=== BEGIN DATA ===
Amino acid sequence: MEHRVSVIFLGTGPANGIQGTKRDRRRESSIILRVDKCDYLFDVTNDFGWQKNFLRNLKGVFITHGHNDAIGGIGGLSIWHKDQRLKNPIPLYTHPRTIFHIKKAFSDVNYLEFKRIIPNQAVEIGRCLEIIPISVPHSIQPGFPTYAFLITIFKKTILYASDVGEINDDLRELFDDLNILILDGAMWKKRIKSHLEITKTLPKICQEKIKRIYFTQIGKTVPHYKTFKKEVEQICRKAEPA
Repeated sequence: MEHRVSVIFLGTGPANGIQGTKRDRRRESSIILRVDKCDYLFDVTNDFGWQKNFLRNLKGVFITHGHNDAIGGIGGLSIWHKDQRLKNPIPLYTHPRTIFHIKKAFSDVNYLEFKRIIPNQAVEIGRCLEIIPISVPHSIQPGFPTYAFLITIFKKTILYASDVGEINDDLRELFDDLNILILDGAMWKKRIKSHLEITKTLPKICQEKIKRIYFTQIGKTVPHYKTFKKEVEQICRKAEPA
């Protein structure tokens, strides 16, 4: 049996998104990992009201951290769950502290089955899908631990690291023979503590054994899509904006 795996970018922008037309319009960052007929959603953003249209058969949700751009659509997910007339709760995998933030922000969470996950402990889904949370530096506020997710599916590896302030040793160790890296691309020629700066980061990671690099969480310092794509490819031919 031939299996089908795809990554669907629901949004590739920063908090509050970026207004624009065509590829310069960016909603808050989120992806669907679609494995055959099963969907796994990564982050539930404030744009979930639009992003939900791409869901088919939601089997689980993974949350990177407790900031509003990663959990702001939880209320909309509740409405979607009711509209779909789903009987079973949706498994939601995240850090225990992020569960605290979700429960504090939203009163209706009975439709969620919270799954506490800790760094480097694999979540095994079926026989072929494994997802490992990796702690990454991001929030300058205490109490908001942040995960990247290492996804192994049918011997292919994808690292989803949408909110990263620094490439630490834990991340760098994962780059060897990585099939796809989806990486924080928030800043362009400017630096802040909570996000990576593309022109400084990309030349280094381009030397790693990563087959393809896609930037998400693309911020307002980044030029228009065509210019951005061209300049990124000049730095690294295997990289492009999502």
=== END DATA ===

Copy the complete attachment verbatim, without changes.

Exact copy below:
Amino acid sequence: MEHRVSVIFLGTGPANGIQGTKRDRRRESSIILRVDKCDYLFDVTNDFGWQKNFLRNLKGVFITHGHNDAIGGIGGLSIWHKDQRLKNPIPLYTHPRTIFHIKKAFSDVNYLEFKRIIPNQAVEIGRCLEIIPISVPHSIQPGFPTYAFLITIFKKTILYASDVGEINDDLRELFDDLNILILDGAMWKKRIKSHLEITKTLPKICQEKIKRIYFTQIGKTVPHYKTFKKEVEQICRKAEPA
Repeated sequence: MEHRVSVIFLGTGPANGIQGTKRDRRRESSIILRVDKCDYLFDVTNDFGWQKNFLRNLKGVFITHGHNDAIGGIGGLSIWHKDQRLKNPIPLYTHPRTIFHIKKAFSDVNYLEFKRIIPNQAVEIGRCLEIIPISVPHSIQPGFPTYAFLITIFKKTILYASDVGEINDDLRELFDDLNILILDGAMWKKRIKSHLEITKTLPKICQEKIKRIYFTQIGKTVPHYKTFKKEVEQICRKAEPA
């Protein structure tokens, strides 16, 4: 049996998104990992009201951290769950502290089955899908631990690291023979503590054994899509904006 795996970018922008037309319009960052007929959603953003249209058969949700751009659509997910007339709760995998933030922000969470996950402990889904949370530096506020997710599916590896302030040793160790890296691309020629700066980061990671690099969480310092794509490819031919 031939299996089908795809990554669907629901949004590739920063908090509050970026207004624009065509590829310069960016909603808050989120992806669907679609494995055959099963969907796994990564982050539930404030744009979930639009992003939900791409869901088919939601089997689980993974949350990177407790900031509003990663959990702001939880209320909309509740409405979607009711509209779909789903009987079973949706498994939601995240850090225990992020569960605290979700429960504090939203009163209706009975439709969620919270799954506490800790760094480097694999979540095994079926026989072929494994997802490992990796702690990454991001929030300058205490109490908001942040995960990247290492996804192994049918011997292919994808690292989803949408909110990263620094490439630490834990991340760098994962780059060897990585099939796809989806990486924080928030800043362009400017630096802040909570996000990576593309022109400084990309030349280094381009030397790693990563087959393809896609930037998400693309911020307002980044030029228009065509210019951005061209300049990124000049730095690294295997990289492009999502």